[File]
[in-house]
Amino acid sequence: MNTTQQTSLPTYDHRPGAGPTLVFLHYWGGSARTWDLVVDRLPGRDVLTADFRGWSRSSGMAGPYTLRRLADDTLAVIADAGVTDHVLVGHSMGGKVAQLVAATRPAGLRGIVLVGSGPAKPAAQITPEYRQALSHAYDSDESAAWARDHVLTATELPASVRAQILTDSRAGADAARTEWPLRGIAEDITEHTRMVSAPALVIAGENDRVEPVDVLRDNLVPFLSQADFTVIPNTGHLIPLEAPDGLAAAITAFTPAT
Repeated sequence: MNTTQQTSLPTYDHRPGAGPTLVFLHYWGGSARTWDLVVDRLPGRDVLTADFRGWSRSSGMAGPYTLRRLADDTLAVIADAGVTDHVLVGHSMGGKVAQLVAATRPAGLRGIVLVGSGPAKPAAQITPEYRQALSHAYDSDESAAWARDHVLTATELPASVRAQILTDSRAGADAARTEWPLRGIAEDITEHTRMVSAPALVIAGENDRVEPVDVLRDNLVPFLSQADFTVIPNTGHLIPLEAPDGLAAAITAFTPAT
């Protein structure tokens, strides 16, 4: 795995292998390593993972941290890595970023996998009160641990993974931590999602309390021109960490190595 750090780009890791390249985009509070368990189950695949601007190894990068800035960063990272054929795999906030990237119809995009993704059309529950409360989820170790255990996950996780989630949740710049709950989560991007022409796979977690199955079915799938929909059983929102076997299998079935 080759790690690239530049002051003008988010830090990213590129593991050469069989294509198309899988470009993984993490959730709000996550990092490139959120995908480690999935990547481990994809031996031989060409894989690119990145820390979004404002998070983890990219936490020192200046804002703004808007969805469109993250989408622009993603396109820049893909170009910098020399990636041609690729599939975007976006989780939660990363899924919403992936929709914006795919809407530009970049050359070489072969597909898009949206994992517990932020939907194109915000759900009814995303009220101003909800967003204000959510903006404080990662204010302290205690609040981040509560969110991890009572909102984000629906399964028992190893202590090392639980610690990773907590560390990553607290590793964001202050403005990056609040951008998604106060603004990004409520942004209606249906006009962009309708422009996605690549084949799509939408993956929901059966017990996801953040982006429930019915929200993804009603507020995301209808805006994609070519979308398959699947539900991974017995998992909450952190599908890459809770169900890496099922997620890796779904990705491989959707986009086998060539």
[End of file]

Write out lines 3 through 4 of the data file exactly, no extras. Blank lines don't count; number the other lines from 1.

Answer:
Repeated sequence: MNTTQQTSLPTYDHRPGAGPTLVFLHYWGGSARTWDLVVDRLPGRDVLTADFRGWSRSSGMAGPYTLRRLADDTLAVIADAGVTDHVLVGHSMGGKVAQLVAATRPAGLRGIVLVGSGPAKPAAQITPEYRQALSHAYDSDESAAWARDHVLTATELPASVRAQILTDSRAGADAARTEWPLRGIAEDITEHTRMVSAPALVIAGENDRVEPVDVLRDNLVPFLSQADFTVIPNTGHLIPLEAPDGLAAAITAFTPAT
């Protein structure tokens, strides 16, 4: 795995292998390593993972941290890595970023996998009160641990993974931590999602309390021109960490190595 750090780009890791390249985009509070368990189950695949601007190894990068800035960063990272054929795999906030990237119809995009993704059309529950409360989820170790255990996950996780989630949740710049709950989560991007022409796979977690199955079915799938929909059983929102076997299998079935 080759790690690239530049002051003008988010830090990213590129593991050469069989294509198309899988470009993984993490959730709000996550990092490139959120995908480690999935990547481990994809031996031989060409894989690119990145820390979004404002998070983890990219936490020192200046804002703004808007969805469109993250989408622009993603396109820049893909170009910098020399990636041609690729599939975007976006989780939660990363899924919403992936929709914006795919809407530009970049050359070489072969597909898009949206994992517990932020939907194109915000759900009814995303009220101003909800967003204000959510903006404080990662204010302290205690609040981040509560969110991890009572909102984000629906399964028992190893202590090392639980610690990773907590560390990553607290590793964001202050403005990056609040951008998604106060603004990004409520942004209606249906006009962009309708422009996605690549084949799509939408993956929901059966017990996801953040982006429930019915929200993804009603507020995301209808805006994609070519979308398959699947539900991974017995998992909450952190599908890459809770169900890496099922997620890796779904990705491989959707986009086998060539």